Health
HIV fight: Rwanda in 'non-surgical' circumcision drive
Publish Date: Nov 27, 2013
newvision
  • mail
  • img

KIGALI - Rwanda launched Tuesday a national drive to "non-surgically" circumcise 700,000 men in a bid to cut rates of HIV infection, claiming to be the first country in the world to do so.

The government said circumcision was one of its key strategies for "achieving an AIDS-free generation" in Rwanda, where around 210,000 people are living with HIV.

Non-surgical circumcision involves a plastic device called PrePex comprising two rings and an elastic band that cuts off blood supply to the foreskin, which shrivels and is removed with the band after a week.

Minister of Health Agnes Binagwaho said it had been "clinically validated as a bloodless procedure that doesn't necessitate injected anaesthesia".

"Rwanda is the first country to launch non-surgical adult male circumcision with an aim of reducing HIV infection," Binagwaho said at the launch of the project, which is backed by the World Health Organisation.

The health ministry said it "aims to circumcise 700,000 adult men between ages 15-49" by the end of 2016.

"Studies have shown that circumcision reduces the risk of heterosexually acquired HIV/AIDS infection by roughly 60 percent," the ministry said in a statement, adding that "male circumcision is one of the key strategies to achieving an AIDS-free generation."

The makers of PrePex boast that a man "can resume work and almost all daily activities shortly after the procedure", with the device "designed to be placed, worn, and removed with minimal disruption", although they should abstain from sex for six weeks afterwards.

The device takes only five minutes to apply. Tzameret Fuerst, president of PrePex, described it as "a very simple procedure that any nurse can conduct."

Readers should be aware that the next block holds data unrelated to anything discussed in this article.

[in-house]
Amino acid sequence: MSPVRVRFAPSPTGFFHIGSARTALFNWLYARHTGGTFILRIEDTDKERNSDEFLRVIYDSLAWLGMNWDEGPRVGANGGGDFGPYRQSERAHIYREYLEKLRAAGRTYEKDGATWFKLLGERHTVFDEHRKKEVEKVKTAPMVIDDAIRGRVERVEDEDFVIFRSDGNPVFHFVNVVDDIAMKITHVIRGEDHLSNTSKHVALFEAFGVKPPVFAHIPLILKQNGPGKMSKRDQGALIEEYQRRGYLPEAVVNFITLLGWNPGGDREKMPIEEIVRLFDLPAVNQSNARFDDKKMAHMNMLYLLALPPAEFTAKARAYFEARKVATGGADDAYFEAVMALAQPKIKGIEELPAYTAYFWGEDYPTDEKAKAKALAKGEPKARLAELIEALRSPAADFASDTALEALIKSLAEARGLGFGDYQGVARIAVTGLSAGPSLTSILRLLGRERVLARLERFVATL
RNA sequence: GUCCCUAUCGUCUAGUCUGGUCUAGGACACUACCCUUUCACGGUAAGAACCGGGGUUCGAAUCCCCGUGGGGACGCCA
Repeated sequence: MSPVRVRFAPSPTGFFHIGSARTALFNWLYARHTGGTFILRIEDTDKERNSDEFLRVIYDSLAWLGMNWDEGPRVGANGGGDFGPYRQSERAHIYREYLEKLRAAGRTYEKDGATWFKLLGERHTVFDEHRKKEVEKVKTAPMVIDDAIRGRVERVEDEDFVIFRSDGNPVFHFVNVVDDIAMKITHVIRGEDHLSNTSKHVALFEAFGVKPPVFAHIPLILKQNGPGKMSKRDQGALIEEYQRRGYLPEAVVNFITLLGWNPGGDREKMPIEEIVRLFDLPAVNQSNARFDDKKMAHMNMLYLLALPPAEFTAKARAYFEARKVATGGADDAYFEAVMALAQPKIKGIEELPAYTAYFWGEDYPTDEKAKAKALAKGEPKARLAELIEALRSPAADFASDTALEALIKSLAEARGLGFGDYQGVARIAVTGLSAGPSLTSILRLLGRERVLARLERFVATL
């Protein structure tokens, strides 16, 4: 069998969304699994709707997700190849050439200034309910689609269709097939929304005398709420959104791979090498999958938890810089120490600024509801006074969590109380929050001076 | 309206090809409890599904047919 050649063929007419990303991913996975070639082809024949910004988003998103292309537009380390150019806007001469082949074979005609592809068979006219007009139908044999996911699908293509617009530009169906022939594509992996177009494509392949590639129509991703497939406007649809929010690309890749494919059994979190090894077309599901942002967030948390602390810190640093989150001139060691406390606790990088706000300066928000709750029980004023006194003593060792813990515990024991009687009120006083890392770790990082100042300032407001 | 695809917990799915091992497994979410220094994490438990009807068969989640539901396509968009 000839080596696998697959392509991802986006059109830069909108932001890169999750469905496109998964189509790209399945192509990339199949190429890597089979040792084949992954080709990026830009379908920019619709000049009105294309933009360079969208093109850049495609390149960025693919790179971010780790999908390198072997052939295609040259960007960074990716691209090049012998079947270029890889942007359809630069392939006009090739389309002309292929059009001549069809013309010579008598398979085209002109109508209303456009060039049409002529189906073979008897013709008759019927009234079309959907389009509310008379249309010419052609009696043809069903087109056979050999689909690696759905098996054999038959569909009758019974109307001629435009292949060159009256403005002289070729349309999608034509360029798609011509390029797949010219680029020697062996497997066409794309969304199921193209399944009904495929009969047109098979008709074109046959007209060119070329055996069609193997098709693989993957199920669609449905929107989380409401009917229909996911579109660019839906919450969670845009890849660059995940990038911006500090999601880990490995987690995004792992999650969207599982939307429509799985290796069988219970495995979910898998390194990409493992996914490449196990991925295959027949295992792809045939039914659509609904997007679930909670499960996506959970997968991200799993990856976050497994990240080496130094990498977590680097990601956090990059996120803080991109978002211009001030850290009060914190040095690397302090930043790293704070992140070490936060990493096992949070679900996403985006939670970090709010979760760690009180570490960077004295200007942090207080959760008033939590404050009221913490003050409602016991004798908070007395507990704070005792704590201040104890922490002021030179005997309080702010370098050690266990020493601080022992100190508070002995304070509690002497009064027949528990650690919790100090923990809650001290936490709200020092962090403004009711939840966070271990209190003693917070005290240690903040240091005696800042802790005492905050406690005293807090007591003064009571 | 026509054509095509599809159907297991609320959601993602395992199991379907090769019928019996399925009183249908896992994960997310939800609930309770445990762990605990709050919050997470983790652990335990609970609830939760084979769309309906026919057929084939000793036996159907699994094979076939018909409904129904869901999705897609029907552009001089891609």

Rwanda's adult HIV rate of 2.9 percent is already quite low compared to some other African nations.

As well as Rwanda, the PrePex device is already also being used in Botswana, Kenya, Mozambique, South Africa, Uganda, Zambia and Zimbabwe.

AFP

The statements, comments, or opinions expressed through the use of New Vision Online are those of their respective authors, who are solely responsible for them, and do not necessarily represent the views held by the staff and management of New Vision Online.

New Vision Online reserves the right to moderate, publish or delete a post without warning or consultation with the author.Find out why we moderate comments. For any questions please contact digital@newvision.co.ug

  • mail
  • img
blog comments powered by Disqus
Also In This Section
Heart problems more prevalent in younger people
Recent statistics show that heart problems are increasingly becoming more prevalent in children, teenagers and young adults....
Committee set up to clear HIV/AIDS messages
The team will scrutinize and clear all anti-HIV/AIDS campaign messages before they are disseminated to the public....
Ugandan team takes Ebola experience to Liberia
A team of Ugandan health workers are deployed by the WHO to provide medical support for an Ebola treatment centre in Liberia's capital....
New test fast-tracks diagnosis for malaria
A new invention can cheaply and accurately diagnose malaria infection in just a few minutes using only a droplet of blood....
Mwinyi impressed by cancer ward progress
Former president of Tanzania, Ali Hassan Mwinyi has commended the construction of Rotary and Centenary Bank cancer ward...
Drug resistant TB on increase in Lango region
The number of cases of Multi Drug Resistant(MDR) tuberculosis(TB) is worrying health workers...
Do you think banning the sale of single cigarette sticks will help regulate tobacco production?
yes
No
Can't Say
follow us
subscribe to our news letter